Figure 4. The elements of a basic auto-purger.

Non-Condensible Gases

No discussion of condenser maintenance would be complete without considering the issue of non-condensible gases (air, nitrogen, hydrogen, etc.). These gases will leak into low temperature systems whose suction pressures are below atmospheric. This occurs at valve packings, gasketed joints, shaft seals, etc. Non-condensible gases also enter a system through repairs, refrigerant charging, and by the chemical breakdown of refrigerant and oil.

Since the condenser outlet is piped to a liquid trap, the non-condensible gases eventually move through the system to be collected in the condenser. Once there, the partial pressures of these gases are additives to the partial pressure of the refrigerant gas. The net effect is to raise the head pressure. The amount of non-condensible gas in the system necessary to raise head pressure is dependent on condenser volume. A previously performed case study of an ammonia system operating at 154 psig condensing/20 psig suction and containing 2% non-condensible gas experienced a 3 psi rise in head pressure. The energy penalty is this scenario would be about 1.7% per ton of refrigeration.

Traditionally, non-condensible gases were removed from the system by manual purges at the condenser. This would occur when the operator felt that the head pressure had risen to an unacceptable level. Larger plants would implement a regular schedule of condenser purges.

While manual purging is still used today, it has mostly been replaced by auto purging. The benefits of an auto-purger are threefold (Figure 4). First, it removes non-condensible gases from the system with a minimum loss of refrigerant. Second, by operating unattended on a regular schedule it is more effective at keeping head pressure at the lowest possible level at all times. Third, it is inherently safer and removes the need for an operator to allot service time for manual purges.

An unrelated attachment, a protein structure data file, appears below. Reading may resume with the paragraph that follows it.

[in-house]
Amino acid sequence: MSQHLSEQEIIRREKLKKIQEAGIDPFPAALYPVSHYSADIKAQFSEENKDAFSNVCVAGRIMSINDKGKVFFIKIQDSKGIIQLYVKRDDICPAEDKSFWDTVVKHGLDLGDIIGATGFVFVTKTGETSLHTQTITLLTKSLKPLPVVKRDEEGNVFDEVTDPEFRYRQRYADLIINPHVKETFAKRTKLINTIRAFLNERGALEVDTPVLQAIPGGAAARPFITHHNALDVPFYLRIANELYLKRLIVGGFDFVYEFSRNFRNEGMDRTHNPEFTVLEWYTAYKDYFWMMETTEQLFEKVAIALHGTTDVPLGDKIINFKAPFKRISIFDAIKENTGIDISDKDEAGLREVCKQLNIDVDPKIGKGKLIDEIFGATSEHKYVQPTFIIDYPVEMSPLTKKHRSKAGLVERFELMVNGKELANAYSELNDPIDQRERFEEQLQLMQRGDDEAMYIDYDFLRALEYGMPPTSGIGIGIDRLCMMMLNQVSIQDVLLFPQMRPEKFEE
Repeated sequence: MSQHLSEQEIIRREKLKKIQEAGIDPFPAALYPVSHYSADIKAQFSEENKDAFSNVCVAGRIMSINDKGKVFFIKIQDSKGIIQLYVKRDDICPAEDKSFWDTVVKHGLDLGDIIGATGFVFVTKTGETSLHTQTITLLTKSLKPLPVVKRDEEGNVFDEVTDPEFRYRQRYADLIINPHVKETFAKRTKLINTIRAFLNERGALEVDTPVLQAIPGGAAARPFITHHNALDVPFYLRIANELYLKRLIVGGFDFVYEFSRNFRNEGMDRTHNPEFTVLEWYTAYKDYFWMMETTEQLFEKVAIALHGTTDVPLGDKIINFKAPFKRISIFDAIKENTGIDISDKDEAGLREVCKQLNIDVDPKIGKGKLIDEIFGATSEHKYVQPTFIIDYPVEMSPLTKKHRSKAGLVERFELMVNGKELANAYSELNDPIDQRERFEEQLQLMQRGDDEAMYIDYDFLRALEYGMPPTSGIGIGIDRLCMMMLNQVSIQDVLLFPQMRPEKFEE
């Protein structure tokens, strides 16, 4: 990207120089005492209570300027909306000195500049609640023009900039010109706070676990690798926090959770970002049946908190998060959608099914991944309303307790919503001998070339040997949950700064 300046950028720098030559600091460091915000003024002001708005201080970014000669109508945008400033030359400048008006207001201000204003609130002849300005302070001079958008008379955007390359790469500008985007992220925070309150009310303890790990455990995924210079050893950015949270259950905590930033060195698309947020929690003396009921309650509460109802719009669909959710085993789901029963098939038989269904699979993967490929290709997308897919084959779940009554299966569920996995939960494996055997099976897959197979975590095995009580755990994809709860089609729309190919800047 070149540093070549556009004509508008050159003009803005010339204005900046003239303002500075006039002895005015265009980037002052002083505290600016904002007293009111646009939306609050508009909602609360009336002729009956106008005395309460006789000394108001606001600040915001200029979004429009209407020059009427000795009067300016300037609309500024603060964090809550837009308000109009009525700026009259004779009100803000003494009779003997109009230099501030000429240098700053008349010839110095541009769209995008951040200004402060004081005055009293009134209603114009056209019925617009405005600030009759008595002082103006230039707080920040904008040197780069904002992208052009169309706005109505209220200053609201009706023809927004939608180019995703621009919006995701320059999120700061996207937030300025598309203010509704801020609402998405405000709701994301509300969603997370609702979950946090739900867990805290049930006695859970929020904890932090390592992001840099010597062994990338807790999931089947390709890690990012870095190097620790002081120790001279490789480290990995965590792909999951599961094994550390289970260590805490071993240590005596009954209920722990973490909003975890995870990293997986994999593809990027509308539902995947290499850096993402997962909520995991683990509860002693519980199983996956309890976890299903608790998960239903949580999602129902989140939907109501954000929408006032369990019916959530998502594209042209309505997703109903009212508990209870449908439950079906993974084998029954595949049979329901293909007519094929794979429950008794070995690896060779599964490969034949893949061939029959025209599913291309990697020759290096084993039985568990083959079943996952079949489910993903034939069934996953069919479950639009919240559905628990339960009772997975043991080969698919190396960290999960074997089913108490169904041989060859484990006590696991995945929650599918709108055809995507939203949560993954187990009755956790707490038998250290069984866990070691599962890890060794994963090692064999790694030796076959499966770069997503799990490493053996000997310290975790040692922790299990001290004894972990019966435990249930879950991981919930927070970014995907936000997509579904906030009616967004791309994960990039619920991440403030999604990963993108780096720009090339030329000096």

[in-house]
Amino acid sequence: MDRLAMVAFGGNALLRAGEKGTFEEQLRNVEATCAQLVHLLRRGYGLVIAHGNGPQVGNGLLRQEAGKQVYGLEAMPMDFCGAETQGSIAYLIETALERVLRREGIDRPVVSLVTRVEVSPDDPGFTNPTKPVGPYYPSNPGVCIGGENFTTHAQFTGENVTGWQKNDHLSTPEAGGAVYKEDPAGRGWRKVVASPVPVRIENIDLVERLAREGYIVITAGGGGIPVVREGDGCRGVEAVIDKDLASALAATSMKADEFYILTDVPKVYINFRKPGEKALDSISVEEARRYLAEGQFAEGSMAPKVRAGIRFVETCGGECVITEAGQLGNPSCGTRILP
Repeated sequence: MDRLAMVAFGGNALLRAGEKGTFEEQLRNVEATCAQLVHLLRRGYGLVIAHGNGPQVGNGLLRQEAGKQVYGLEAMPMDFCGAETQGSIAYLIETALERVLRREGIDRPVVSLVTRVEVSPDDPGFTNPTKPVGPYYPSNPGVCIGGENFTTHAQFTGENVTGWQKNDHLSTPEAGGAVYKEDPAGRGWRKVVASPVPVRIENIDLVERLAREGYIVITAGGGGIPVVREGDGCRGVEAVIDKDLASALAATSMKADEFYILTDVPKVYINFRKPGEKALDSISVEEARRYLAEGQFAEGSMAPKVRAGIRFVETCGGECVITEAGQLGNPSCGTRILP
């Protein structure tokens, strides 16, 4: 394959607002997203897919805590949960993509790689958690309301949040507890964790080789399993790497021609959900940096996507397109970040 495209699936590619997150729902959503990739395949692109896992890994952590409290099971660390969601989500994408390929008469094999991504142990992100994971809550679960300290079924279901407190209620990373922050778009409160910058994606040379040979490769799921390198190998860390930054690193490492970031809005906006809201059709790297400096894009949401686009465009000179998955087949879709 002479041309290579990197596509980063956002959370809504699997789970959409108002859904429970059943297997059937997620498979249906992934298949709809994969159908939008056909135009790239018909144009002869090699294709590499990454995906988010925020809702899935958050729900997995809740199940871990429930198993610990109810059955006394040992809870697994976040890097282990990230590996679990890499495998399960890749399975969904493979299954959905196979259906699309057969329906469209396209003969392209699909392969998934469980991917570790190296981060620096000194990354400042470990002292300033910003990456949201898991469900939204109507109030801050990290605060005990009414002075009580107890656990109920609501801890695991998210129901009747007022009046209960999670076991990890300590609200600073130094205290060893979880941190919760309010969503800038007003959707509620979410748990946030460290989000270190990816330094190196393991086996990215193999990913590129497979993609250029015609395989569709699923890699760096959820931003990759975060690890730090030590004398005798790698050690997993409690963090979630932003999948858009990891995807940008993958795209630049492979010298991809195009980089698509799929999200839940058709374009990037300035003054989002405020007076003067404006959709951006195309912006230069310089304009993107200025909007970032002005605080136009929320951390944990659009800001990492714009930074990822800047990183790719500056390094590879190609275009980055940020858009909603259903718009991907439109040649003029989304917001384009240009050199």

The operation of an auto purger is often overly complicated. All auto purgers work on the principle that, by definition, non-condensible gases do not condense. If we take high-pressure gas from the condenser and cool it, then the refrigerant vapor will condense out, leaving a gas mixture, which is primarily composed of non-condensible gases. The lower the temperature of the gas mixture, the higher the concentration of non-condensible gases. The auto-purger can now remove this mixture with a minimum of refrigerant loss from the system.

High-pressure gas to the purger should be taken from the condenser drain line. For installations with multiple purge points, a solenoid valve should be placed in each line.

The purge controller will sequence through the solenoids so as to allow each condenser to be separately purged. Under no circumstances should two purge points be opened simultaneously. This would equalize the condenser liquid drain traps and possibly cause liquid to back up into the condenser.

LeVangie is with Parker Hannifin Corp., Refrigerating Specialties Division, 2445 S. 25th Ave., Broadview, IL 60155.

Publication date: 01/08/2001